If you believe in the Trinity… why not women leaders?

This post is older, as Daniel has moved on, further down the road, but I still want to call your attention to it.

He asks,

So here’s something I can’t quite get my head around: If it took the church a few hundred years to figure out that God was Trinity, why is there a constant stream among the comments in my posts on women to the effect that holding a different view of women from the biblical writers (or a few biblical texts) is somehow tantamount to denying inspiration, not admitting that a certain passage is canonical, and the like?

Storied Theology » A Stray Thought on Women and The Bible.

When I was enthralled in Southern History back at the turn of the century, scholarship in that area was starting to delve into the role which women played in the antebellum South. They did play a major role and even now I can look back two generations and see the strength of the women who I call ‘great-‘.

Anyway, I have to wonder, if you allow for trajectory development  of doctrine while reading only a plain sense in Scripture, how then can you simply not allow women leaders?

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11 Replies to “If you believe in the Trinity… why not women leaders?”

  1. Loren Cunningham ( The guy who founded YWAM ministries) wrote a great book called Why Not Women. I found the thought process to be very interesting.

    Why not women indeed! Great Article!

  2. Since this is in the “been there done that” category now, we first have to pay attention to the facts: There are plenty of denominations which believe in the trinity and are growing. Denominations which allow women preachers, however, are slowly shrinking or dying. (e.g. Episcopals, PCUSA, UCC). It isn't hard to figure out the 'why' of all this.

    At another level, the Trinity was developed by serious Christians who did it in submission to the text of the Bible. The notion of Women preaching to men, however, is pretty much the result of an opposite mindset.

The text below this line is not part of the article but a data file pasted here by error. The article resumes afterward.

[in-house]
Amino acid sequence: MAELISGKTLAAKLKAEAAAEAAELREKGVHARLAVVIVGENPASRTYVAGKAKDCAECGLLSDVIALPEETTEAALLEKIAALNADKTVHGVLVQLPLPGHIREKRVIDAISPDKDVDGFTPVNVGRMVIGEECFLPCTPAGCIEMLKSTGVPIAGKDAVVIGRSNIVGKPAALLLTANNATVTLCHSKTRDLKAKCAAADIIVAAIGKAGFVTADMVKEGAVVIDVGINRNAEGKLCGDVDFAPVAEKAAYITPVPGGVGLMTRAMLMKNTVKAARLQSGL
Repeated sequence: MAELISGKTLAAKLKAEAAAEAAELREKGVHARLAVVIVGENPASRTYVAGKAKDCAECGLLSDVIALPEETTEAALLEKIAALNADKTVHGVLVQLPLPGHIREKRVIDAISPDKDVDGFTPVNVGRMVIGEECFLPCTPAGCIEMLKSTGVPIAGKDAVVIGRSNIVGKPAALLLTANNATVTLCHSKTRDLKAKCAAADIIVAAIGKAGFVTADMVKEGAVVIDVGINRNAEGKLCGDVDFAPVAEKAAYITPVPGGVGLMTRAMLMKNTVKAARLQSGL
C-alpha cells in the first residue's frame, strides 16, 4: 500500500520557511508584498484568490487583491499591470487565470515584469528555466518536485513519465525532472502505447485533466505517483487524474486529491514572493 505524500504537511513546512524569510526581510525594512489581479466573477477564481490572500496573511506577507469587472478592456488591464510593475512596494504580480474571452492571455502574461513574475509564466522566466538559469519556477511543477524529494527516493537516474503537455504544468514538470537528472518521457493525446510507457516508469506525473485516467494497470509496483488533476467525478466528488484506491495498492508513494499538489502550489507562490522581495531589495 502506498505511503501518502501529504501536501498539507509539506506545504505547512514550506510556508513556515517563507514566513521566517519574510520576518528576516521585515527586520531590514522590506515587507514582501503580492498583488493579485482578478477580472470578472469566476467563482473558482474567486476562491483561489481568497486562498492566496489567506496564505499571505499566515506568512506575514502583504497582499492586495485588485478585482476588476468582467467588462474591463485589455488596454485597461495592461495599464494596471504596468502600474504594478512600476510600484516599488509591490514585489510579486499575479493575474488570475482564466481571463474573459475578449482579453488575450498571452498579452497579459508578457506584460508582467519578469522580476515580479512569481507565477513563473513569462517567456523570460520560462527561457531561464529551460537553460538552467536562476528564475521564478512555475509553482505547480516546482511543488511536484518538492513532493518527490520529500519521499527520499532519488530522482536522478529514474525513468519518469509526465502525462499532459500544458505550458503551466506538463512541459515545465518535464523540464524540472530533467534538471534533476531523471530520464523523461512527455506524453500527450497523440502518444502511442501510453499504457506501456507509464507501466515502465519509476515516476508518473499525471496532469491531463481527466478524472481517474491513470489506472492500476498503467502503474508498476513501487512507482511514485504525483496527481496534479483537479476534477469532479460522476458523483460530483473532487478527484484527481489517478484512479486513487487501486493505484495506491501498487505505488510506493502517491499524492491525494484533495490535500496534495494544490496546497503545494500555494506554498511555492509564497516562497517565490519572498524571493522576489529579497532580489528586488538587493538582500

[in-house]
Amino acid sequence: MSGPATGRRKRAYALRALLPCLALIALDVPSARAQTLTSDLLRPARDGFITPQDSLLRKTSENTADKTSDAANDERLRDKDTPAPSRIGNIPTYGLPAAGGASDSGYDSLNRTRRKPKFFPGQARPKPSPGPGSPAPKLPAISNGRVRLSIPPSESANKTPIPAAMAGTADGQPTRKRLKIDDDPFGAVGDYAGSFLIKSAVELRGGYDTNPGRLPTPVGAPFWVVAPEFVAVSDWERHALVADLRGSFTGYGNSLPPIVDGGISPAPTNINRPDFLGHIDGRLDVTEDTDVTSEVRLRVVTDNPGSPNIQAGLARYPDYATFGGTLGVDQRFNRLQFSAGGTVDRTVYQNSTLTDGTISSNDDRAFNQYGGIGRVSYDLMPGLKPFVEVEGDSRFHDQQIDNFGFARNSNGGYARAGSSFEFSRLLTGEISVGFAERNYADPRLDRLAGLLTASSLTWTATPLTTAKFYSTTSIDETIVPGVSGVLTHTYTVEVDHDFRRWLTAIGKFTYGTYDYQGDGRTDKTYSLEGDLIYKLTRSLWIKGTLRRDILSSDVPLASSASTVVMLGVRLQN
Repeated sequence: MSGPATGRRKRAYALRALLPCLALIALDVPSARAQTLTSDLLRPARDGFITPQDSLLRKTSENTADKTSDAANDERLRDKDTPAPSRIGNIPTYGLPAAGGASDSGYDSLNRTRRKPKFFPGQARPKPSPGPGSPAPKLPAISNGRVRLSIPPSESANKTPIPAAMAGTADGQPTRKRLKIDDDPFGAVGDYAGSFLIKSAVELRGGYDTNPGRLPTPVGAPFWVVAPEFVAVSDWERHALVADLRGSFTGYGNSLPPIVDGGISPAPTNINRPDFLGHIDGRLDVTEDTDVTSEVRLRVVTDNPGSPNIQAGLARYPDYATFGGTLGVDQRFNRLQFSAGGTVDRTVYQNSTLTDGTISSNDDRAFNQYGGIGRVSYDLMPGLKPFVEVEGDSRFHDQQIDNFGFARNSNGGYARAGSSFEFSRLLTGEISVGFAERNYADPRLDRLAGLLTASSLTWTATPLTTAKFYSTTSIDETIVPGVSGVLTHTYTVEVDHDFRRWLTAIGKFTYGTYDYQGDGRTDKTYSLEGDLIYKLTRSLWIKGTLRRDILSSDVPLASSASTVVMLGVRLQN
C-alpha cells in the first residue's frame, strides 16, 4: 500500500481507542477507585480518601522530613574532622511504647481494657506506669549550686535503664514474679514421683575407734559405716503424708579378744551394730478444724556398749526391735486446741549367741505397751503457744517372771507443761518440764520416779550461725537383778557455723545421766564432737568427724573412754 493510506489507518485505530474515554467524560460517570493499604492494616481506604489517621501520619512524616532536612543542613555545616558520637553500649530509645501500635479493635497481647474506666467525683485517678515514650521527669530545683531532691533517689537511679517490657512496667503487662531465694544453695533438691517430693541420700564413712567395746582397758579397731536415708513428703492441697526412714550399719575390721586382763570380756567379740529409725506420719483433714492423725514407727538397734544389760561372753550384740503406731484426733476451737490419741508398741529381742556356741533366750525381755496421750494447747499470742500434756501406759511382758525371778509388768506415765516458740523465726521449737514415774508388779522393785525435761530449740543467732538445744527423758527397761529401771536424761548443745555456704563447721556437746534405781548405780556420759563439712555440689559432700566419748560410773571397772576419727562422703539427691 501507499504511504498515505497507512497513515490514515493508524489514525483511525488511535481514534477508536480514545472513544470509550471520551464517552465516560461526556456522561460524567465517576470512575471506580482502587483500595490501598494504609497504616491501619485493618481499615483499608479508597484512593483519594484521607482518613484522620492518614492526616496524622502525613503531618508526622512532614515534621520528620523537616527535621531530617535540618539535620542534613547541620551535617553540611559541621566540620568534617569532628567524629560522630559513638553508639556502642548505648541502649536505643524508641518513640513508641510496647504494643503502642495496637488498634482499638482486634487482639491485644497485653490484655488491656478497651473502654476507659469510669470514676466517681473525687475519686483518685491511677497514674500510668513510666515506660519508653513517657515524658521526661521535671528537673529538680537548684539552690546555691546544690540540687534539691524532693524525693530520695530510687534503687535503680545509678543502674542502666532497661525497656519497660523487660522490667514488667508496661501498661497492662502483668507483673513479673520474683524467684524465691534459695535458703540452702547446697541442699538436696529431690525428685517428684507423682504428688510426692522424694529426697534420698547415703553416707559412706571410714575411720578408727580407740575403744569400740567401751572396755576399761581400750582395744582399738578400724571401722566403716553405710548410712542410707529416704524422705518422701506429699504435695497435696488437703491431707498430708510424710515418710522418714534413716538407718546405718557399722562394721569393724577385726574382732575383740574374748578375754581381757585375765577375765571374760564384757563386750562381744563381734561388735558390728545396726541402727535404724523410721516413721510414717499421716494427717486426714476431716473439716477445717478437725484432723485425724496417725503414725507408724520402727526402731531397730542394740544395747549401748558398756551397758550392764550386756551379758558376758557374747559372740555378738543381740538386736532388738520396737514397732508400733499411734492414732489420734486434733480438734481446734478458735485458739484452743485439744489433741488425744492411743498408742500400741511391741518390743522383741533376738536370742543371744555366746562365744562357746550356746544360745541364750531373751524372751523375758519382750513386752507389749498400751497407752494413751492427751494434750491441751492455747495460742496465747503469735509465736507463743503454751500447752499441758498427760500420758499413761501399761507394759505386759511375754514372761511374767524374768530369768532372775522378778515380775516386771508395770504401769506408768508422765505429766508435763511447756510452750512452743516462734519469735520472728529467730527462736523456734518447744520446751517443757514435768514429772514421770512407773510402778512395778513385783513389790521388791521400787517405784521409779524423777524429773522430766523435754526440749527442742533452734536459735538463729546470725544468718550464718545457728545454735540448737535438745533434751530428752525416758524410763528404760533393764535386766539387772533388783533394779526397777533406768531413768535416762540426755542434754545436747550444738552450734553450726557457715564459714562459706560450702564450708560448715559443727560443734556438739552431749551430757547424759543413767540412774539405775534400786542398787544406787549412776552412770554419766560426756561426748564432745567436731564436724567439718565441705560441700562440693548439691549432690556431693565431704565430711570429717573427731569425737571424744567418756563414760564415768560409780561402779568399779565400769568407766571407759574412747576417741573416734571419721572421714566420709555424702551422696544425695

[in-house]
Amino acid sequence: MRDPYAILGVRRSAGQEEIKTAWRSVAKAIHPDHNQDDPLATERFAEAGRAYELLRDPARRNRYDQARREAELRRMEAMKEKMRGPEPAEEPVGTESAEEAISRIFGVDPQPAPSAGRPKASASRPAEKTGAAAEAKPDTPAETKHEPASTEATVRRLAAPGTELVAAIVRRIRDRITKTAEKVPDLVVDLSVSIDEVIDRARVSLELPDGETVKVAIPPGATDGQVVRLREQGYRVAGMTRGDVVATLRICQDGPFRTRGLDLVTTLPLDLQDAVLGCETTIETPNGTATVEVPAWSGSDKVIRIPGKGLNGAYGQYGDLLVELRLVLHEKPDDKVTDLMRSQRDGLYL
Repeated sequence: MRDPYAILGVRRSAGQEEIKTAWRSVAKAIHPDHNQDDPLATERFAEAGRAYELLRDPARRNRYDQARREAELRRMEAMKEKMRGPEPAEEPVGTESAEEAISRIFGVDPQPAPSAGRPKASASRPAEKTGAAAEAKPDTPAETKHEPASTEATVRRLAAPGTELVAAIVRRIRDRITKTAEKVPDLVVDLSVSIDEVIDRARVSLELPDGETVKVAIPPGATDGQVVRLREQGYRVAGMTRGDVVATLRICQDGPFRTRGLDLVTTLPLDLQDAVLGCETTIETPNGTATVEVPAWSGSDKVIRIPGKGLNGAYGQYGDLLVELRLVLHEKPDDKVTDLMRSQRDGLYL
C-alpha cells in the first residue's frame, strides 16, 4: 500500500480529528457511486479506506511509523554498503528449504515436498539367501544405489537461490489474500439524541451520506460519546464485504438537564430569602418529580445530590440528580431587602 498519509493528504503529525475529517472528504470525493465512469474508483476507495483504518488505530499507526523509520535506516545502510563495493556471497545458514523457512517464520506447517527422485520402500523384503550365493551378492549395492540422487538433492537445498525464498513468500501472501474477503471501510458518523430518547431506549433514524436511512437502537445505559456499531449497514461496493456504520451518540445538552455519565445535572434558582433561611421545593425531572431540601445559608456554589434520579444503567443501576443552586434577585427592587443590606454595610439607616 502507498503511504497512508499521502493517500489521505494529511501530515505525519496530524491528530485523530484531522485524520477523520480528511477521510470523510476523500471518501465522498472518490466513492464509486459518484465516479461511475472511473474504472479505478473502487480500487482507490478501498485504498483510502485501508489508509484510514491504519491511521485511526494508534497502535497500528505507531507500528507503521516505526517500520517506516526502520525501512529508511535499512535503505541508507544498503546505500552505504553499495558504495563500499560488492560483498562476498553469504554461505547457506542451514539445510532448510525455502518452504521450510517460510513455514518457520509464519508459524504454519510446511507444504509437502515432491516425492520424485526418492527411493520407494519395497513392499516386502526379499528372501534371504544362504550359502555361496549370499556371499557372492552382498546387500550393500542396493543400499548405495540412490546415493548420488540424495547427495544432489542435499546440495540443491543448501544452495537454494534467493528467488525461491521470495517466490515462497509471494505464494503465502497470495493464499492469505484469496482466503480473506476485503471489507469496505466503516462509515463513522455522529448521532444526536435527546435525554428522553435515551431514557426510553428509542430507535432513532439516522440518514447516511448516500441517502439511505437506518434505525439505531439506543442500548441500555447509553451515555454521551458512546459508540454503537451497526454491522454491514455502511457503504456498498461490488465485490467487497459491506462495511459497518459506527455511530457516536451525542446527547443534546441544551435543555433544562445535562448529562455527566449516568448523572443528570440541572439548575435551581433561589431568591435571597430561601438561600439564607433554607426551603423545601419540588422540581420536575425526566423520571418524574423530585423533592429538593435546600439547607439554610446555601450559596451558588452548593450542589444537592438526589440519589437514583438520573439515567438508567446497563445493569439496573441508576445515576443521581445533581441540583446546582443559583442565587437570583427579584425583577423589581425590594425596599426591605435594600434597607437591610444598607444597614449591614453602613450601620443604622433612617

3. Looney, I would contend with you with your numbers. As a matter of fact, the pentecostal denominations have long supported women preachers and they are growing by leaps and bounds.

  4. The relationship among the distinct personalities of the Triune God is at the heart of complementarian church polity.

  5. Certainly you have a point with the pentecostals. There is a large one near me that I have heard about with a woman pastor. I haven't been there myself, but someone I knew well went to work on staff there (a female). The main story I heard was that the church had very few men, which is quite different from other evangelical churches. (My friend was lamenting this.) Certainly the Lord can and will do something good with all this.

  6. Loony, I know of several women who go into the ministry in a pastoral capacity (especially in the methodist church) I found that most never get their own church and are usually set up as associates or youth ministers.

    I wonder how many get frustrated with the politics and chose another vocation.

  7. Any of us can get frustrated with the politics and chose another vocation. There are a lot of workers needed in a church, while teaching youth is the most important.

  8. Agreed!

    My husband is working on revamping youth programs and giving the kids more tools to take with them rather than a success formula. He has such a passion for youth.

    I'm not saying youth isn't important but they are the least paid, very important and so many women who get their theology degree would like to pastor the whole congregation and not just specifically the youth.

  9. Correlation does not equate causation. (post hoc ergo propter hoc)

    I could also point to congregation that do not allow women pastors and they are slowly shrinking as well.

  10. Bernice Gerard was the best known evangelist in British Columbia and she was instrumental in founding 200 Pentecostal congregations.

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